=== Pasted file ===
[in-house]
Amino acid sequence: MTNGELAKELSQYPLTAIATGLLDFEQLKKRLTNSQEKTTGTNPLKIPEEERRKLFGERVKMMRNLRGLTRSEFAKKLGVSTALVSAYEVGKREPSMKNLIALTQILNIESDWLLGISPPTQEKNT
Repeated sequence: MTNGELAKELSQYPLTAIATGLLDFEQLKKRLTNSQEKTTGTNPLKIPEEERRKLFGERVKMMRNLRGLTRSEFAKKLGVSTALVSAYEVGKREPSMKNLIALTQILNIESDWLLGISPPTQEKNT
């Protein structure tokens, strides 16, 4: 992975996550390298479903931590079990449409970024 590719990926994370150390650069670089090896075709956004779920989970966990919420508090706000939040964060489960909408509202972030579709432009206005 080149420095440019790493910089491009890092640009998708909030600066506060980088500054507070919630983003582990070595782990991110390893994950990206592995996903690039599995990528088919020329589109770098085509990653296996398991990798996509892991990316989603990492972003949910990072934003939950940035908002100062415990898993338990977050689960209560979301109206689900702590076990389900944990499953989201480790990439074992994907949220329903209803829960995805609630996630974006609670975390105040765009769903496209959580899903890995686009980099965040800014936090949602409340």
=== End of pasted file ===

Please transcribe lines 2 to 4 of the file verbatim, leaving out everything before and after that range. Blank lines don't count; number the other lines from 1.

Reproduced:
Amino acid sequence: MTNGELAKELSQYPLTAIATGLLDFEQLKKRLTNSQEKTTGTNPLKIPEEERRKLFGERVKMMRNLRGLTRSEFAKKLGVSTALVSAYEVGKREPSMKNLIALTQILNIESDWLLGISPPTQEKNT
Repeated sequence: MTNGELAKELSQYPLTAIATGLLDFEQLKKRLTNSQEKTTGTNPLKIPEEERRKLFGERVKMMRNLRGLTRSEFAKKLGVSTALVSAYEVGKREPSMKNLIALTQILNIESDWLLGISPPTQEKNT
């Protein structure tokens, strides 16, 4: 992975996550390298479903931590079990449409970024 590719990926994370150390650069670089090896075709956004779920989970966990919420508090706000939040964060489960909408509202972030579709432009206005 080149420095440019790493910089491009890092640009998708909030600066506060980088500054507070919630983003582990070595782990991110390893994950990206592995996903690039599995990528088919020329589109770098085509990653296996398991990798996509892991990316989603990492972003949910990072934003939950940035908002100062415990898993338990977050689960209560979301109206689900702590076990389900944990499953989201480790990439074992994907949220329903209803829960995805609630996630974006609670975390105040765009769903496209959580899903890995686009980099965040800014936090949602409340």